But there is perhaps an even stronger case to be made for the potential truthfulness of documentary constructions, as seen in a film that’s just now being released—another artifact, as it happens, from the era of the Warsaw Ghetto footage. This film, too, is tendentious, and even propagandistic; but it is going into theaters with no interpretive scaffolding, as if the people responsible for reviving it trusted audiences to understand the material on their own.
Released in Germany in 1948, this documentary—Nuremberg: Its Lesson for Today—was made as the US government’s official film account of the Allied powers’ trial of Nazi high officials. Written and directed by Stuart Schulberg, and produced by Schulberg and Pare Lorentz (who dropped out, or was pushed, before the project was completed), Nuremberg was meant to be shown not only to the vanquished Germans but also to American audiences. That latter release never happened. Although it seems that at least some US officials tried to secure domestic studio distribution for the film, the government shelved Nuremberg—perhaps because by 1948 it was no longer politically expedient to show scenes of a Red Army prosecutor taking the moral high ground. Nuremberg became another unseen, all-but-forgotten film.
It has resurfaced thanks to a restoration by Sandra Schulberg (daughter of the writer-director, and a distinguished figure in independent film) and Josh Waletzky (best known as the director of Partisans of Vilna). Because the prints found in an American archive turned out to be badly deteriorated, Schulberg and Waletzky based their restoration on a German print—a fortunate necessity, since it makes the intention of Nuremberg unmistakable. Over introductory images of Germany in utter ruin, a narrator intones, "The people wanted to know the answers. They wanted to know what happened, and why." (We get to hear these words in English, recorded by Liev Schreiber in perfect reproduction of the period style.) Whether "the people" actually wanted to know is not so certain; but the trial was meant to tell them, and films, this one included, were integral to the telling.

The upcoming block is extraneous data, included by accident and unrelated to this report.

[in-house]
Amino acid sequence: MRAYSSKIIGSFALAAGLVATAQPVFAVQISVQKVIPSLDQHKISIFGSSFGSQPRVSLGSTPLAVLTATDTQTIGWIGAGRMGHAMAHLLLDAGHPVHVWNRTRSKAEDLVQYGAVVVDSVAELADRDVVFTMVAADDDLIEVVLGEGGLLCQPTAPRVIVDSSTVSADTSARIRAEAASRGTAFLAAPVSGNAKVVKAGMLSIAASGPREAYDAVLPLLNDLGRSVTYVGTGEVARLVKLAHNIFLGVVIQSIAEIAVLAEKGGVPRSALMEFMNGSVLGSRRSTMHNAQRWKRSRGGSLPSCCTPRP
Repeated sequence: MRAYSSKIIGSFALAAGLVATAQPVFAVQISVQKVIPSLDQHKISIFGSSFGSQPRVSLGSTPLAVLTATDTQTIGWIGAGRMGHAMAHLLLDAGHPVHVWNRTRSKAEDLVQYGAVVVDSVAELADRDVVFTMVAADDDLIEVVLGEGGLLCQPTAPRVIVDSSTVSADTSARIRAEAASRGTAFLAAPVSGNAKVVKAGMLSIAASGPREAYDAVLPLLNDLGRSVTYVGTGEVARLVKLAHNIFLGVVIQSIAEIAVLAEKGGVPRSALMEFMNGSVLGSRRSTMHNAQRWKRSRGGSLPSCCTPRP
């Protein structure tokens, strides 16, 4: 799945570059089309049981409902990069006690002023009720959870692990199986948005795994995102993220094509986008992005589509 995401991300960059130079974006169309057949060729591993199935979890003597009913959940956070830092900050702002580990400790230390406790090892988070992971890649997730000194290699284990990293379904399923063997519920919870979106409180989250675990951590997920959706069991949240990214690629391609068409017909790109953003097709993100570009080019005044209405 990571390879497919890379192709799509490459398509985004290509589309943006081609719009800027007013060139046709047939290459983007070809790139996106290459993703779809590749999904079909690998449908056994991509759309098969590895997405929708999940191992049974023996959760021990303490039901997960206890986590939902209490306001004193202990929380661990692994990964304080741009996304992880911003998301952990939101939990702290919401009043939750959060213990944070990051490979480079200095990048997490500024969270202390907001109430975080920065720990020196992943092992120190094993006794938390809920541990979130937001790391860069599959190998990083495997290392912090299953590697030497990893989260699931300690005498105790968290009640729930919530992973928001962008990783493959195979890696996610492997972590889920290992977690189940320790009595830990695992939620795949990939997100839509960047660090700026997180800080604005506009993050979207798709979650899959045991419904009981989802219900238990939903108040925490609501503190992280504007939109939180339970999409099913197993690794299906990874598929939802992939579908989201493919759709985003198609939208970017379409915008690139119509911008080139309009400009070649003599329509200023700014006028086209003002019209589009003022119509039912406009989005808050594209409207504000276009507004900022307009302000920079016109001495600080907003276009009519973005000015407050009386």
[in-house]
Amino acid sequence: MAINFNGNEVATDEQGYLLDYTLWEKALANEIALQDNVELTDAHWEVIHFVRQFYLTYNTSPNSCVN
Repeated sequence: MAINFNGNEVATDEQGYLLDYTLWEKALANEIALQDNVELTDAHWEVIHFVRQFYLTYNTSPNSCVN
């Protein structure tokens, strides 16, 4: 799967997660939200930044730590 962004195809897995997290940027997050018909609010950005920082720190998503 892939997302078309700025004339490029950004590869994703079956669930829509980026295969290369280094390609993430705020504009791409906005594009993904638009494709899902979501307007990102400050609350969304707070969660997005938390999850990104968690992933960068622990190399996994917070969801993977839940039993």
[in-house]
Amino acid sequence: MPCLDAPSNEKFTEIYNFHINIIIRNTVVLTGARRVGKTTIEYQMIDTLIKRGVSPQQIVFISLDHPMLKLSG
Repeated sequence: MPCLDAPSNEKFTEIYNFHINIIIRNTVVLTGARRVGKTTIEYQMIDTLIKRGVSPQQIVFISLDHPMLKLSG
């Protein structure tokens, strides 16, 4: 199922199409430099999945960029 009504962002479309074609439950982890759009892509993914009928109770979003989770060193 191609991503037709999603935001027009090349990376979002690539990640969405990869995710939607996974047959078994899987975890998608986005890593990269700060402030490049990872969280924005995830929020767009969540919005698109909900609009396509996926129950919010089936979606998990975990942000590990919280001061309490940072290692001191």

The prosecutors introduced two compilation documentaries into evidence at Nuremberg: The Nazi Plan, detailing the party’s rise to power and pattern of aggression, and Nazi Concentration Camps, showing what US and British troops had found at the liberation. In making Nuremberg, Schulberg followed the prosecutors’ case point by point, going back and forth frequently from the images shot in the courtroom to the images presented in evidence. You might say, then, that Nuremberg is a construction made largely out of other constructions.
It is not a lie. You can judge for yourself, thanks to the clarity with which Schulberg and Waletzky have chosen to present it. Nuremberg is unquestionably a fabrication, which bears the marks of its time and purpose—but the reason it has the power to shock, appall and infuriate is because of its truth.
Nuremberg does have a lesson for today—which can be studied at its special presentation at the New York Film Festival, and at its US theatrical premiere run at New York’s Film Forum.